Are People Really Watching Hulu? Distribution Is A Dirty Little Business
All I know about Hulu is that is an online TV site that Alec Baldwin did a commercial for I saw. The only reason I kept watching was because his short role in Glengarry Glen Ross was one hell of an acting performance. What sparked this post was an article I read in The Los Angeles Times business section with the headline – How many people are really watching Hulu?
The smaller headline about measuring online audiences is what really caught my attention. I am an independent filmmaker that continues to rely more on video-on- demand (VOD) and online digital distribution for mobile devices to generate sales.
Like many independent entertainment producers that are not backed by studios and corporations I turn to the Internet to self-promote Slice Of Americana Films releases with advice from coproducer Tim Beachum (SEO Expert). I took notice when Keith Richman, CEO of Break.com, expressed frustration that his video site, “was dramatically underrepresented and misrepresented” by online audience measuring systems.
After reading this excellent article by Times reporter Dawn C. Chmielewski I started think of how what is happening with media giants in terms of distributing entertainment to online viewers relates to indie filmmakers. I immediately tossed out the advertisement dollars at stake because at the true independent level advertising revenue is not being shared with producers, unless you consider Google AdSense.
Where my focus went was to the debate on the number of viewers that were really being reached online. This is key information to know for companies that stream content for free solely to make money from advertisers, but there is an independent production side to the story too.
As an indie producer I cannot afford to give away free content that takes hard work, time, and money to create. There are no advertising dollars being deposited in my bank account to balance out the costs, pay people, and earn a living. What I do is create entertainment that viewers enjoy and are willing to pay for on VOD or digital download.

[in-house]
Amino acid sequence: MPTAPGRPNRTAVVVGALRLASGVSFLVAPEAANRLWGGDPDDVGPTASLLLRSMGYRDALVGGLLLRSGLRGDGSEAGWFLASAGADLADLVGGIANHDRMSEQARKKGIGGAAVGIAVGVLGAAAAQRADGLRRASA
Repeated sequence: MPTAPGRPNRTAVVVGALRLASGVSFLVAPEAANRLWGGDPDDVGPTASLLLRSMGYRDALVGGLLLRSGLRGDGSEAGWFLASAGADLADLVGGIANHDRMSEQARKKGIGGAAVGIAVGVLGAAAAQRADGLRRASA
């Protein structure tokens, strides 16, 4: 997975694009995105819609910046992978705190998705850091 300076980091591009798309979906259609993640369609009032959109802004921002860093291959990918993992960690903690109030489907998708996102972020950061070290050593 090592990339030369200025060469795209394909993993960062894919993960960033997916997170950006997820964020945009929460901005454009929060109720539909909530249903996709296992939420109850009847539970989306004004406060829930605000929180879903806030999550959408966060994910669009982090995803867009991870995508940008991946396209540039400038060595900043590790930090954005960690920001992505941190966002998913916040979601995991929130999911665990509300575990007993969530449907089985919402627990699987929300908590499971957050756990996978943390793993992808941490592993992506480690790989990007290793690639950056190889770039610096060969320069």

Back to the debate on the number of real online viewers for a site. Are companies dependent on advertising revenue and not sales of content over stating the paying demand for online content? Or is their take on things not making a difference between online viewers that buy content or watch content for free?
I would like to think that viewers are willing to pay for quality entertainment from indie producers online.
I personally do not think DVD is a dead format. It reminds of The Sky Is Falling with Chicken Little, but with online sites hungry for advertising money sending the message. Fantasy Striptease Private Shows on DVD is doing solid sales numbers every month, kept the DVD rights. Units are selling at a steady pace that tells me people still appreciate production value and not just viral videos.
It is a digital age and Slice Of Americana Films is always changing with tech trends. Productions range from content produced specifically for mobile viewing to VOD titles. Before signing a distribution deal coproducer of Consignment Tim Beachum had a wild tech idea. That is how I saw it. He streamed the entire opening 10 minutes of Consignment online for free. There were no ads or annoying pop ups. That was forward thinking on his part.
The response to this smaller budget movie was huge. Even if people did not like the strong subject matter they liked they were not being shown a trailer to sell them on the move. They could see exactly what they were getting if they bought it. We sold the DVD online ourselves with success. But every damn filmmaker wants their movie to be in stores, so a deal was signed to sell the rights to get it seen worldwide, which it is.
So my question is not are online viewers really watching, but are online viewers willing to pay for independently produced content? This is indie filmmaker Sid Kali typing FADE OUT